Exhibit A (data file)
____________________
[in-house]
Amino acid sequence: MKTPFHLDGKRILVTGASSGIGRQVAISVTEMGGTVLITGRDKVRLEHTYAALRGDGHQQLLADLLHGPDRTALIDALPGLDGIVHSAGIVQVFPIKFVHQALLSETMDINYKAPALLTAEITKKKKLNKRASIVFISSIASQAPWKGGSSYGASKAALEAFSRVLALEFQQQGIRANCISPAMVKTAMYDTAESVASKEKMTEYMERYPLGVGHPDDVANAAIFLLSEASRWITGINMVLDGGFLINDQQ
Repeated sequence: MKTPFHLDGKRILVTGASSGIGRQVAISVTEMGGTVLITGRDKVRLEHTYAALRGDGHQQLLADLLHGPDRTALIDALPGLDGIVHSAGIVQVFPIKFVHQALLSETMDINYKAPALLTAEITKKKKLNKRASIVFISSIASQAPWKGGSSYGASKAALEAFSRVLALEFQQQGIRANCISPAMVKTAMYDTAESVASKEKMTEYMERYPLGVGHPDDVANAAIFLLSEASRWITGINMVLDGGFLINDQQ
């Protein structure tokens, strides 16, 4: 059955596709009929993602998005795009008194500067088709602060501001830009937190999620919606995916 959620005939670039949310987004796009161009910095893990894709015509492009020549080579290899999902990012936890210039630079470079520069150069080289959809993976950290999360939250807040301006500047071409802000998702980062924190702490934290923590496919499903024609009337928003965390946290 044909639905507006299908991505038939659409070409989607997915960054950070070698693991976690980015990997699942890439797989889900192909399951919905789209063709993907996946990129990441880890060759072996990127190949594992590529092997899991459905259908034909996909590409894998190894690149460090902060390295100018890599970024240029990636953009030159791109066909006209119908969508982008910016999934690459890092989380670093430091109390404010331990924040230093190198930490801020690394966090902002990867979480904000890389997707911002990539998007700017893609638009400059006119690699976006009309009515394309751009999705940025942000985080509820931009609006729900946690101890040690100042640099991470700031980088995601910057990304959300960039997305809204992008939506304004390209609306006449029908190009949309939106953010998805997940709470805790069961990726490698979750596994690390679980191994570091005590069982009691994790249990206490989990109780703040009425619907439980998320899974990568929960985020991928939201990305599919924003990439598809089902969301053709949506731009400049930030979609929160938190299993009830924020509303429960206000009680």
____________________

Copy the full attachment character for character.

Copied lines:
[in-house]
Amino acid sequence: MKTPFHLDGKRILVTGASSGIGRQVAISVTEMGGTVLITGRDKVRLEHTYAALRGDGHQQLLADLLHGPDRTALIDALPGLDGIVHSAGIVQVFPIKFVHQALLSETMDINYKAPALLTAEITKKKKLNKRASIVFISSIASQAPWKGGSSYGASKAALEAFSRVLALEFQQQGIRANCISPAMVKTAMYDTAESVASKEKMTEYMERYPLGVGHPDDVANAAIFLLSEASRWITGINMVLDGGFLINDQQ
Repeated sequence: MKTPFHLDGKRILVTGASSGIGRQVAISVTEMGGTVLITGRDKVRLEHTYAALRGDGHQQLLADLLHGPDRTALIDALPGLDGIVHSAGIVQVFPIKFVHQALLSETMDINYKAPALLTAEITKKKKLNKRASIVFISSIASQAPWKGGSSYGASKAALEAFSRVLALEFQQQGIRANCISPAMVKTAMYDTAESVASKEKMTEYMERYPLGVGHPDDVANAAIFLLSEASRWITGINMVLDGGFLINDQQ
């Protein structure tokens, strides 16, 4: 059955596709009929993602998005795009008194500067088709602060501001830009937190999620919606995916 959620005939670039949310987004796009161009910095893990894709015509492009020549080579290899999902990012936890210039630079470079520069150069080289959809993976950290999360939250807040301006500047071409802000998702980062924190702490934290923590496919499903024609009337928003965390946290 044909639905507006299908991505038939659409070409989607997915960054950070070698693991976690980015990997699942890439797989889900192909399951919905789209063709993907996946990129990441880890060759072996990127190949594992590529092997899991459905259908034909996909590409894998190894690149460090902060390295100018890599970024240029990636953009030159791109066909006209119908969508982008910016999934690459890092989380670093430091109390404010331990924040230093190198930490801020690394966090902002990867979480904000890389997707911002990539998007700017893609638009400059006119690699976006009309009515394309751009999705940025942000985080509820931009609006729900946690101890040690100042640099991470700031980088995601910057990304959300960039997305809204992008939506304004390209609306006449029908190009949309939106953010998805997940709470805790069961990726490698979750596994690390679980191994570091005590069982009691994790249990206490989990109780703040009425619907439980998320899974990568929960985020991928939201990305599919924003990439598809089902969301053709949506731009400049930030979609929160938190299993009830924020509303429960206000009680």